While some tasting rooms have banned mutts, others still embrace them.
Portland beer fans howled when the announcement was made this spring: Bissell Brothers was banning dogs both inside their Thompson’s Point tasting room and out on the patio. A week later, Rising Tide followed suit, banning dogs in the tasting room across town, though they still allow them in their spacious outdoor seating area. Mast Landing in Westbrook also muted the mutts, banning them from their brewery inside and out.
Where’s a dog gotta go to get a drink (of water) while their owners party (responsibly) in this state? There are still plenty of options. Here are some:
TRIBUTARY BREWING CO.
10 Shapleigh Road, Kittery
Complete with a yellow Lab that serves as the brewery dog, lording over the Kittery tasting room, Tributary offers a classic, laid-back atmosphere. Dogs are, of course, welcome inside and out on the patio. The only restriction is on Saturday and Sunday afternoons, when there is usually live music. And chances are your dog is very OK with not being bombarded by too much noise. Although Tributary’s tasting room is cozy and informal, the brewery sits next to a large parking lot, with a bank on one side and a post office next door, so there’s not much room for Fido to stretch out.
FUNKY BOW BREWERY AND BEER CO.
21 Ledgewood Lane, Lyman
Dogs are more than welcome at the Lyman brewery. Co-founder Paul Lorain jokes that the brewery would rather have dogs than people. There’s plenty of space for either mammal to stretch out. Set deep in the woods, Funky Bow offers a rural escape for canines and humans alike. But leave the leash in the car. The brewery says dogs are only welcome if they are off-leash, as they tend to get more aggressive when they’re on one.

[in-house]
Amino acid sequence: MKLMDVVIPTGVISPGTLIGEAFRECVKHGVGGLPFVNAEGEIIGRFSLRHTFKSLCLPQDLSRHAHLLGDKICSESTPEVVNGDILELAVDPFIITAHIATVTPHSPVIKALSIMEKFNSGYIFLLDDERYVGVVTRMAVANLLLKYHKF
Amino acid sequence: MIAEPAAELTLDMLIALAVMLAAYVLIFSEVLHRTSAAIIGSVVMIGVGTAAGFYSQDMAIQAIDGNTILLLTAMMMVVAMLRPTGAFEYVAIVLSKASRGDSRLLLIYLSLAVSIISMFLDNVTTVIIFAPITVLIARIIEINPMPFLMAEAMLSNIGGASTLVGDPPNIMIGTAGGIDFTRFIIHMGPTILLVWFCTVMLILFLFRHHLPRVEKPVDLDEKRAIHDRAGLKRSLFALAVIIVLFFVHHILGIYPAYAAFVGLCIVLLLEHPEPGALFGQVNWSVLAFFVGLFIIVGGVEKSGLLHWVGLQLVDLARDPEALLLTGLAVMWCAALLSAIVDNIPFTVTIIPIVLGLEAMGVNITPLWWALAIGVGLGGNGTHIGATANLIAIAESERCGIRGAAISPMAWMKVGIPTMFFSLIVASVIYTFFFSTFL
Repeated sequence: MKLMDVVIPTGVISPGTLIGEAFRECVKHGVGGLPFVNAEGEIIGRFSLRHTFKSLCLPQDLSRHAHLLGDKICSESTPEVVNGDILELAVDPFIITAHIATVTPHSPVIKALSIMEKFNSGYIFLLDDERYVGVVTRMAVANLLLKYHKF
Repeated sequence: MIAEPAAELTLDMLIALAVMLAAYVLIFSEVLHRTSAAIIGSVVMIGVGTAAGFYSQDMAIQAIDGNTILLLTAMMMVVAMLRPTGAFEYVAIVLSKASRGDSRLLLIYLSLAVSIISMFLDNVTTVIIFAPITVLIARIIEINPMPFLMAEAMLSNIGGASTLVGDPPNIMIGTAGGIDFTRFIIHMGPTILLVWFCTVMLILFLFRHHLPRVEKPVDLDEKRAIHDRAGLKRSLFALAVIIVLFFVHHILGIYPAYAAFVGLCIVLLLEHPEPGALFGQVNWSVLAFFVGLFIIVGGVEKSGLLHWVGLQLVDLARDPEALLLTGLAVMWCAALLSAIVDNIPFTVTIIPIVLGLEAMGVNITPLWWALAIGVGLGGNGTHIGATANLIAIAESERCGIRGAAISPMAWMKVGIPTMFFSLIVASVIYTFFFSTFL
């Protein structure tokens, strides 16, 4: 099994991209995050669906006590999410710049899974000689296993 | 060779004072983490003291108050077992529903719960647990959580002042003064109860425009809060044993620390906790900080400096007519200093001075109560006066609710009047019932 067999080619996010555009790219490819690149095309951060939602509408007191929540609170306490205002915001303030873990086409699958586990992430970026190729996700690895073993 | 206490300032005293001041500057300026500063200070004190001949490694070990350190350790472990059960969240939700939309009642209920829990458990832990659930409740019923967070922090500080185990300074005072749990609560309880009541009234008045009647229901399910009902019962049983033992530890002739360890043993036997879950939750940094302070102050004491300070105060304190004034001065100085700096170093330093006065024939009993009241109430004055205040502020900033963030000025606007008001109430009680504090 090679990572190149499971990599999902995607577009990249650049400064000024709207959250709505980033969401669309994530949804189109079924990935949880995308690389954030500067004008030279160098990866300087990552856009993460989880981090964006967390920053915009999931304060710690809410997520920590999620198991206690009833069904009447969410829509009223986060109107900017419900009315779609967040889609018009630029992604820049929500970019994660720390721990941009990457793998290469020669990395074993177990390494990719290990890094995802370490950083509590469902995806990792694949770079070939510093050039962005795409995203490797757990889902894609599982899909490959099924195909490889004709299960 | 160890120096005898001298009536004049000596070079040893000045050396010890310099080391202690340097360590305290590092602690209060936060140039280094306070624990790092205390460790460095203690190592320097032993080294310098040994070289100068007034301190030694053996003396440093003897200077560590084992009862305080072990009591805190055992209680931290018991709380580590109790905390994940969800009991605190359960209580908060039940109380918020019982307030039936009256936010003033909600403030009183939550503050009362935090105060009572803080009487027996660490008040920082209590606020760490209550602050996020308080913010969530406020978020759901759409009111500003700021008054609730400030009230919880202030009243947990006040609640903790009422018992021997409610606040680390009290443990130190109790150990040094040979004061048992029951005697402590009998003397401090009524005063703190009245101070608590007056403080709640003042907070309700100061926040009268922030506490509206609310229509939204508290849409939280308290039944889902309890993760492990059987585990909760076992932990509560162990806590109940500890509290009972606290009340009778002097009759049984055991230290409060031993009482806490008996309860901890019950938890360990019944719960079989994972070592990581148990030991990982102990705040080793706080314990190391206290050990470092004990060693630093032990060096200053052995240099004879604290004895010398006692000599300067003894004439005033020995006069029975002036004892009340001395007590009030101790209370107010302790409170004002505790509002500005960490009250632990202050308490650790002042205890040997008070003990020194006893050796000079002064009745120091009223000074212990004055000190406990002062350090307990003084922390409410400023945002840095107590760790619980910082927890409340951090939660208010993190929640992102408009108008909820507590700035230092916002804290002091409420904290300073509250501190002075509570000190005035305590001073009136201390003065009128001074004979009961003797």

BARRELED SOULS BREWING CO.
743 Portland Road, Saco
The yard at Saco’s Barreled Souls isn’t large, but your pup is welcome to hang out while you drink. Word of advice: Keep it on leash. Unlike Funky Bow, Barreled Souls is working with acres of land. And with two sets of cornhole in action almost constantly, there are always objects that could hit a dog or a dog might want to chase. Also, Route 1 is a short jog away from the yard. Still, the yard is a nice spot for a dog to lay down. That’s especially important in the summer, when outdoor patios at other breweries often mean pooches have to sit on hot asphalt or concrete.
ALLAGASH BREWING CO./FOUNDATION BREWING CO.
Industrial Way, Portland
Two of the top breweries in Portland sit across the street from each other; both allow dogs on their patios. Allagash has a water bowl out for the dogs, and they are welcome to hang out in the medium-sized outdoor space. Across the street, Foundation co-owner Tina Bonney says she’s seeing an increase in the number of dogs coming with owners. “But that could be a factor of the summer weather as much as the practice becoming more popular,” she said. She added there’s an even better place to take your dog as part of your brewery visit: Riverton Trolley Park is across the street and hooks up with a hiking trail that runs a couple of miles along the Presumpscot River.
THRESHERS BREWING CO.
22 Main St., Building 3B, Searsmont
Who? You can’t be blamed if you haven’t heard of Searsmont’s tiny Threshers. It opened last year and made just over 2,500 gallons of beer. Threshers offers a casual counterpoint to Portland’s glossy and busy breweries. Of course, it welcomes dogs – much of the brewery’s equipment is jury-rigged from farm equipment. Dogs are welcome both inside the tasting room and out.
Grab a Citra IPA and make yourself comfortable. The staff will likely hurry over to attend to your dog – and eventually you. Just the way it should be.